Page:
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Cordray Invokes Biblical Leaders in Describing CFPB's Mission

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WASHINGTON Richard Cordray's political savvy has given him a knack for relating the Consumer Financial Protection Bureau's work to vastly different audiences during public speeches.

The director of the CFPB has used past work experiences, parrots and most recently, The Bible, to relate to the demographic of his audience. Cordray kicked off a speech Thursday before the National Baptist Convention relating the consumer watchdog to Moses' "faith leaders," Aaron and Hur.

"Like Aaron and Hur, who stood on each side of Moses and held up his hands when he grew weary in the battle, faith leaders use their own strength to steady others and enable them to carry on the fight. So you try your best to offer guidance. You try your best to offer help," said Cordray in his prepared remarks for the convention in Charlotte, N.C. "Now you have someone to lean on when people come to you with their financial troubles."

Cordray went on to describe the agency's work as helping consumers, particularly African Americans, climb the ladder to financial success much like the Biblical story of Jacob dreaming of a ladder to heaven, he noted.

"We know that consumers have to climb the ladder themselves we cannot step into their shoes and do it for them. But what we can do, and must do, is hold the ladder steady," he said. "We can help empower Americans to make sound financial decisions they can live with for the rest of their lives. And we can make sure they are not forced down the ladder by what we call the 'Four Ds': deceptive marketing, debt traps, dead ends, and discrimination."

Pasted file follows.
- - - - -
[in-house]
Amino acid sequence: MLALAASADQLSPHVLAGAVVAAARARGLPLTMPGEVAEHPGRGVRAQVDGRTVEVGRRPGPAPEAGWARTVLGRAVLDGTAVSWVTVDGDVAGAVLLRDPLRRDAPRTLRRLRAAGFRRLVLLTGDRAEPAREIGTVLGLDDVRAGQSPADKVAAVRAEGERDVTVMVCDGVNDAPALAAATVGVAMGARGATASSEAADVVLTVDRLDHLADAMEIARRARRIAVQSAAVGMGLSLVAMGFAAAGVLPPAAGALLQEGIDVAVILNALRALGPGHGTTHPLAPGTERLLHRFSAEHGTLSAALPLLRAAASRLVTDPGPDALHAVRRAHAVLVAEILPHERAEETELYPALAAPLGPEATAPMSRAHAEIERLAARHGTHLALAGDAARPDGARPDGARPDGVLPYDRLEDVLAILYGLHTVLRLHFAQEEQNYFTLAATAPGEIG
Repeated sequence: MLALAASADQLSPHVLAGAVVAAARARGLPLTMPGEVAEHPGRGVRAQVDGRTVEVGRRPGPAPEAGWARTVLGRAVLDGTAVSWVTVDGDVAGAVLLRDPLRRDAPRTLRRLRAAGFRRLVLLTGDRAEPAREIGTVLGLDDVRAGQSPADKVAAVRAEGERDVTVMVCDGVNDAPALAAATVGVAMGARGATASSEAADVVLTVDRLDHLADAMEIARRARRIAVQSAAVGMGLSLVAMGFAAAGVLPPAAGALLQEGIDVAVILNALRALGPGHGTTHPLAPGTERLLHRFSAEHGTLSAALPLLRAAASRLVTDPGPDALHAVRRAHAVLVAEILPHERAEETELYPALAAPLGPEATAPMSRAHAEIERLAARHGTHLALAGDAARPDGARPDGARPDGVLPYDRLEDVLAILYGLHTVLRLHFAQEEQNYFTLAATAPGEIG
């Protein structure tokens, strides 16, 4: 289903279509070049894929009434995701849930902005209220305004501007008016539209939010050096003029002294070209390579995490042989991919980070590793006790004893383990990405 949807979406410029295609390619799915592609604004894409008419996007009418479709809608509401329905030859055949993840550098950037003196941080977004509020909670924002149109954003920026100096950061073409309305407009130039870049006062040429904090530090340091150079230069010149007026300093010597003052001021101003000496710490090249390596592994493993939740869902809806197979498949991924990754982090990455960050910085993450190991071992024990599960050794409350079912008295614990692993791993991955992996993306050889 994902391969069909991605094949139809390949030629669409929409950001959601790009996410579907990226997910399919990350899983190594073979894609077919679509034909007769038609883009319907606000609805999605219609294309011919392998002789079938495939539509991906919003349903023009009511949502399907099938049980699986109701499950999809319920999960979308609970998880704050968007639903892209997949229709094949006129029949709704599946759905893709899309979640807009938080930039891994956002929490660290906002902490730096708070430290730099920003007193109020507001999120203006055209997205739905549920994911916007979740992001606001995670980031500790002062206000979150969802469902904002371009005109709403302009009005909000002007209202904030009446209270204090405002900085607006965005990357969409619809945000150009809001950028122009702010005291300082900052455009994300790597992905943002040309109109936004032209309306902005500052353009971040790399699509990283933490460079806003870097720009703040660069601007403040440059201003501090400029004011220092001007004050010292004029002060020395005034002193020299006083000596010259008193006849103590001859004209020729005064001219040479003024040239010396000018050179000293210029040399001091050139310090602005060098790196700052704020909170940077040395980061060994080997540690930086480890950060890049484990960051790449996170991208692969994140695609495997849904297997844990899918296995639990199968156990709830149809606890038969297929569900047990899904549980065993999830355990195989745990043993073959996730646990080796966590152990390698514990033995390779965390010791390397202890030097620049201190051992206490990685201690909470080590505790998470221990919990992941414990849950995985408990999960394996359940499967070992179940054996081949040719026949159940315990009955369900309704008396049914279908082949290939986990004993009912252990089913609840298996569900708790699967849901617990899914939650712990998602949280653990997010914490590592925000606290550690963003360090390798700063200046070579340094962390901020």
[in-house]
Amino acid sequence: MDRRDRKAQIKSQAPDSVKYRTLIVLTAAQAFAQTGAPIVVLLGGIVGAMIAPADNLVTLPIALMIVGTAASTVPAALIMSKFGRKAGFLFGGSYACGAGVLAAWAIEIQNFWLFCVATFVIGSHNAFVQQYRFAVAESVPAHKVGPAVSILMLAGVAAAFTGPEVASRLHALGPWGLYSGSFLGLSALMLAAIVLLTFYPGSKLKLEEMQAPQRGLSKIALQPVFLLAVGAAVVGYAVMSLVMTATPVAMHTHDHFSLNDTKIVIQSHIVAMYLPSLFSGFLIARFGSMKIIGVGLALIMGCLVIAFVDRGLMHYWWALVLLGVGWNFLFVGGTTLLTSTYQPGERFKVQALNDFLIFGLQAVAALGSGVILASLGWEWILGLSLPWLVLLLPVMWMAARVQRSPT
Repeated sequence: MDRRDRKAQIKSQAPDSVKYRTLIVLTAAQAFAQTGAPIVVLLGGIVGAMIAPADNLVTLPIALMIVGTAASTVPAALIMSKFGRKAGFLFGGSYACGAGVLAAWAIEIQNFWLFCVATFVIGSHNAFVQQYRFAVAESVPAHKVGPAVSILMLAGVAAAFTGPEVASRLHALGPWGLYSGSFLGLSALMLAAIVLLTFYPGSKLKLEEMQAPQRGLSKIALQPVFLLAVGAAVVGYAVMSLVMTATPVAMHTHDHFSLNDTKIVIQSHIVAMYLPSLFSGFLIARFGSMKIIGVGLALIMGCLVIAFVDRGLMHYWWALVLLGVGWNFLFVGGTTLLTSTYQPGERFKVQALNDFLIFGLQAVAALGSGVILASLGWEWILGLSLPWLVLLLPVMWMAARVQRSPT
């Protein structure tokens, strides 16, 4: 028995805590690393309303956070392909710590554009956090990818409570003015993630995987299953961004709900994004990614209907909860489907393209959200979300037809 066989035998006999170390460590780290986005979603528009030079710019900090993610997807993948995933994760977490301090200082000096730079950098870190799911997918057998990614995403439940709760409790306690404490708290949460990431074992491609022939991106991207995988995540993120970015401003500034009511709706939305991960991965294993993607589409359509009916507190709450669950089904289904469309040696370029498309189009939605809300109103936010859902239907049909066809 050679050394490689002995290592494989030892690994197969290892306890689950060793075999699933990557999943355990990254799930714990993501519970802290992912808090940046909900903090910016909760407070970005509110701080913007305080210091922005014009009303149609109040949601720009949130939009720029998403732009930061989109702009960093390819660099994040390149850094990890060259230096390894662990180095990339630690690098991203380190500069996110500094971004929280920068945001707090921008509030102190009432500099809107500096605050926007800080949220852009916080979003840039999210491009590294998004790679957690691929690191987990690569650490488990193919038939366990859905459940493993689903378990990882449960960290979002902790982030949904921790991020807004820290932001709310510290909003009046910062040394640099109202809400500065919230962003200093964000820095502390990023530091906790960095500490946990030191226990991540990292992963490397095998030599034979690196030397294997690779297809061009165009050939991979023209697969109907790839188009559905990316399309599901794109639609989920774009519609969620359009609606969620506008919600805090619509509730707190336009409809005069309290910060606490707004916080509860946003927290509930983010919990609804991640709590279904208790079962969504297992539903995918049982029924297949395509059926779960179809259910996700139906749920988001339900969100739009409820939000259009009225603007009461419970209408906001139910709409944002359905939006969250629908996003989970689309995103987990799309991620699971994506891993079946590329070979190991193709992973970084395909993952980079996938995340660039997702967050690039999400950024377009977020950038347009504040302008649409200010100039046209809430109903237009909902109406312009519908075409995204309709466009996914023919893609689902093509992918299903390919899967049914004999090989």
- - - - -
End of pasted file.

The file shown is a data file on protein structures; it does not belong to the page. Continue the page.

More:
Cordray doesn't do analogies in every public speech, but one favorite was when he hosted a press conference last year with Chicago's Mayor Rahm Emanuel to announce their first partnership with the city on enforcement matters. In Cordray's opening remarks, he recalled being a law student in Chicago, a "fascinating city of so many unexpected dimensions" and parrots.

"During my first year, I lived on the South Side across the park from where Mayor Washington lived. Outside his building, a large family of green-and-gold 'wrong way' parrots, who perhaps had confused their migration patterns from South America, had built an enormous nest," said Cordray in his prepared remarks. "Little did they know they had stumbled upon the safest home in the Northern Hemisphere, since the Mayor's police security detail was parked underneath their tree 24 hours a day, seven days a week! I also understand that the Mayor was a fierce and valiant defender of those parrots."

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